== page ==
Wednesday, April 13, 2011

Check out these new titles...

When Burpo made it through an emergency apendectomy, his family was overjoyed at this miraculous survival. What they weren't expecting, though, was the story that emerged in the months that followed--a story as beautiful as it was extraordinary, detailing their little boy's trip to heaven and back.
Colton, not yet four years old, told his parents he left his body during the surgery--and authenticated that claim by describing exactly what his parents were doing in another part of the hospital while he was being operated on. He talked of visiting heaven and relayed stories told to him by people he met there whom he had never met in life, sharing events that happened even before he was born. He also astonished his parents with descriptions and obscure details about heaven that matched the Bible exactly, though he has not yet learned to read.

Pat Conroy, the beloved American storyteller, is a voracious reader. Starting as a childhood passion that bloomed into a lifelong companion, reading has been Conroy's portal to the world, both to the farthest corners of the globe and to the deepest chambers of the human soul. His interests range widely, from Milton to Tolkien, Philip Roth to Thucydides, encompassing poetry, history, philosophy, and any mesmerizing tale of time creating a vast reservoir of playful turns of phrase, dazzling flashes of description, and snippets of delightful sound, all just for his love of language. But for Conroy reading is not simple a pleasure to be enjoyed in off hours or a source of inspiration for his own writing. It would hardly be an exaggeraton to claim that reading may have saved his life-and if not his life, then surely his sanity.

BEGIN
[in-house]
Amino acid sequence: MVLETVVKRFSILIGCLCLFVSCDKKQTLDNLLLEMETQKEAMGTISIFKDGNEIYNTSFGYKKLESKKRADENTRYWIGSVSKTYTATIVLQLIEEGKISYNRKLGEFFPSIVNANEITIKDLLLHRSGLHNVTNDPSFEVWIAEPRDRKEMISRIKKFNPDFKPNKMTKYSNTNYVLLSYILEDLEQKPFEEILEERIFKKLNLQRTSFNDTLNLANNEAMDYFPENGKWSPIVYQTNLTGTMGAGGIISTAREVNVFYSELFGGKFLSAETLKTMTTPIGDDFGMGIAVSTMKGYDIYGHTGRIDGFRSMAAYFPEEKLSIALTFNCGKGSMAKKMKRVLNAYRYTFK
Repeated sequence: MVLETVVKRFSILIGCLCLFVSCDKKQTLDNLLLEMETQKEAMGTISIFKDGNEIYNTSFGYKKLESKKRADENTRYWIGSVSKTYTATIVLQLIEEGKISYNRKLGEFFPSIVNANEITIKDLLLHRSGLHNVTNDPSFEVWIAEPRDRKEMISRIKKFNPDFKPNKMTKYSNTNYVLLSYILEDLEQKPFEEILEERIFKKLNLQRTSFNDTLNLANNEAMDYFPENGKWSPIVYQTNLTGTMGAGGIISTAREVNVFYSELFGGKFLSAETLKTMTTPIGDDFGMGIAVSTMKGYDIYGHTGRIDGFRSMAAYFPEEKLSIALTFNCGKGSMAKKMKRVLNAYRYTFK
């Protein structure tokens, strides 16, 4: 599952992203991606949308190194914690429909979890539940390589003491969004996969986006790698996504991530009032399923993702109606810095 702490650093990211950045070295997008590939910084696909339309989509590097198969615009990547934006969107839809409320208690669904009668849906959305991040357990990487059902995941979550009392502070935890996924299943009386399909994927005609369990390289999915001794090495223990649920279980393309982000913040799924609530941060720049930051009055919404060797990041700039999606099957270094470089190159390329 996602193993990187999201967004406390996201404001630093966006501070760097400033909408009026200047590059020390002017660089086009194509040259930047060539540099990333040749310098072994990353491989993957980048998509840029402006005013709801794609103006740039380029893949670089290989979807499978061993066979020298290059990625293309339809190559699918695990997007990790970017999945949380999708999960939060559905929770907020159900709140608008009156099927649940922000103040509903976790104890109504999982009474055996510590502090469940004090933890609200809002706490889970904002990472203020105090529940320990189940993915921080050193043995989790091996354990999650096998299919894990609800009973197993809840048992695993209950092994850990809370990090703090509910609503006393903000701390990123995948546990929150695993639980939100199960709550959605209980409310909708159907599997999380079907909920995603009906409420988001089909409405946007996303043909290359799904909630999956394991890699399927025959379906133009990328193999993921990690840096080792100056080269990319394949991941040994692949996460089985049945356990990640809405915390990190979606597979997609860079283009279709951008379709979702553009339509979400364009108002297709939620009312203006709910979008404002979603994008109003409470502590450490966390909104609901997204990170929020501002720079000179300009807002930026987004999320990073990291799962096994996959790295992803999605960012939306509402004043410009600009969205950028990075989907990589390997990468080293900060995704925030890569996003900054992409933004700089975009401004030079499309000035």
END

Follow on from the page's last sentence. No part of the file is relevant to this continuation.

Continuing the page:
In My Reading Life, Conroy revisits a life of reading through an array of wonderful and often surprising anecdotes: sharing the pleasures of local library's vast cache with his mother when he was a boy, recounting his decade-long relationship with the English teacher who pointed him onto the path of letters, and describing a profoundly influential period he spent in Paris, as well as reflecting on other people, places, and experiences. His story is a moving and personal one, girded by wisdom and an undeniable honesty. Anyone who not only enjoys the pleasures of reading but also believes in the power of books to shape a life will find here the greatest defense of that credo.

Don't forget these......
Anatomy of Strength Training, by Pat Manocchia
Assault with a Deadly Glue Gun, by Lois Winston
Elfland, by Freda Warrington
Inconceivable, by Carolyn Savage
Kay Thompson From Funny Face to Eloise, by Sam Irvin
Known and Unkown, by Donald Rumsfeld
Moonwalking With Einstein, by Joshua Foer
Power Down, by Ben Coes
Switch, by Chip Heath
Three Stages of Amazement, by Carol Edgarian
Tick Tock, by James Patterson
Tiger's Wife, by Tea Obreht
Unplanned, by Abby Johnson
Weird Sisters, by Eleanor Brown
The Write Start, by Jennifer Hallissy
7 Wonders That Will Change Your Life, by Glenn Beck

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